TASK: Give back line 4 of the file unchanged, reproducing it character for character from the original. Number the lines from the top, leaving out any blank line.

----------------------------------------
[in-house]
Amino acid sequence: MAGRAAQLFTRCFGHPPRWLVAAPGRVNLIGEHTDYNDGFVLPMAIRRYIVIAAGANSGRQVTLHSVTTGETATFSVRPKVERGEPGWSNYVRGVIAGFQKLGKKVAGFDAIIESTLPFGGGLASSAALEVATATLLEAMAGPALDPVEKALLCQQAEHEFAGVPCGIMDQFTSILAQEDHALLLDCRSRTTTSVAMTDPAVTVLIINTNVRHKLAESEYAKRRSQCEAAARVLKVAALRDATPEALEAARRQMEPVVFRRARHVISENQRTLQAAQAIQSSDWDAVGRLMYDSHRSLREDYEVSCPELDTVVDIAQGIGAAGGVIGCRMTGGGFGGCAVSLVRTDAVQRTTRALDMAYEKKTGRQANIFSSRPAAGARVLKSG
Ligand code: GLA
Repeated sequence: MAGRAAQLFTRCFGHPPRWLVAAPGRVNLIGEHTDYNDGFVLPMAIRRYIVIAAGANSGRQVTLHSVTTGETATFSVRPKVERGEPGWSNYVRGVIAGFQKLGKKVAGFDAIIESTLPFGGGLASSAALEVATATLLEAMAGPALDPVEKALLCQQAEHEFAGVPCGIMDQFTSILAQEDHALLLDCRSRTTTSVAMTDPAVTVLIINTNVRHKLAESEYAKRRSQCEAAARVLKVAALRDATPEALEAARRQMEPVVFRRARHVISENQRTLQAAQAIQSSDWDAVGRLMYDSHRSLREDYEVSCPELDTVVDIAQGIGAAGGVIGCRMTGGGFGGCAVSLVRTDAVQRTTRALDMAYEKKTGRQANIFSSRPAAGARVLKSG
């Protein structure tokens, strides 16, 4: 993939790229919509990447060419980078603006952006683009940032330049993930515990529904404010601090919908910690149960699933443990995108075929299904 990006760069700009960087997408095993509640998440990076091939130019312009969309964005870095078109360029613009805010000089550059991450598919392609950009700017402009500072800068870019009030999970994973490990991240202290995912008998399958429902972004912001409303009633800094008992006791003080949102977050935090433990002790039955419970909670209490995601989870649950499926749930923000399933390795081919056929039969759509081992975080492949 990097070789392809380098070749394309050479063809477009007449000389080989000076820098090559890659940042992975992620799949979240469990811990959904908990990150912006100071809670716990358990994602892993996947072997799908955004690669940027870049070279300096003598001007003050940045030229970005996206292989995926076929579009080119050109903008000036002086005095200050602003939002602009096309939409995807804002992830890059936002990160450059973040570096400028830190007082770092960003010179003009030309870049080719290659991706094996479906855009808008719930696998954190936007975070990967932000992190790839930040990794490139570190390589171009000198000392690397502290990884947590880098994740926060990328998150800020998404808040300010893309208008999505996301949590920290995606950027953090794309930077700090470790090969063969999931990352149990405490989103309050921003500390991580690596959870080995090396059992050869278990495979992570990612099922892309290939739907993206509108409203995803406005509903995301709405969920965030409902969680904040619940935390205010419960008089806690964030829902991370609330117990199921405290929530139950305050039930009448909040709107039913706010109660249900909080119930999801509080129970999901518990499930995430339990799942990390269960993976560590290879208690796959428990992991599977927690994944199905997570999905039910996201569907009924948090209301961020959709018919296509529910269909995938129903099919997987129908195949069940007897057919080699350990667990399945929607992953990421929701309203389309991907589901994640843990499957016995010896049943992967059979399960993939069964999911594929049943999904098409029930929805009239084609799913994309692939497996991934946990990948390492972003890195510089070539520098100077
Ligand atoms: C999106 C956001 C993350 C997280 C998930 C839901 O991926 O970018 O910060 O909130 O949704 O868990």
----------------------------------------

Repeated sequence: MAGRAAQLFTRCFGHPPRWLVAAPGRVNLIGEHTDYNDGFVLPMAIRRYIVIAAGANSGRQVTLHSVTTGETATFSVRPKVERGEPGWSNYVRGVIAGFQKLGKKVAGFDAIIESTLPFGGGLASSAALEVATATLLEAMAGPALDPVEKALLCQQAEHEFAGVPCGIMDQFTSILAQEDHALLLDCRSRTTTSVAMTDPAVTVLIINTNVRHKLAESEYAKRRSQCEAAARVLKVAALRDATPEALEAARRQMEPVVFRRARHVISENQRTLQAAQAIQSSDWDAVGRLMYDSHRSLREDYEVSCPELDTVVDIAQGIGAAGGVIGCRMTGGGFGGCAVSLVRTDAVQRTTRALDMAYEKKTGRQANIFSSRPAAGARVLKSG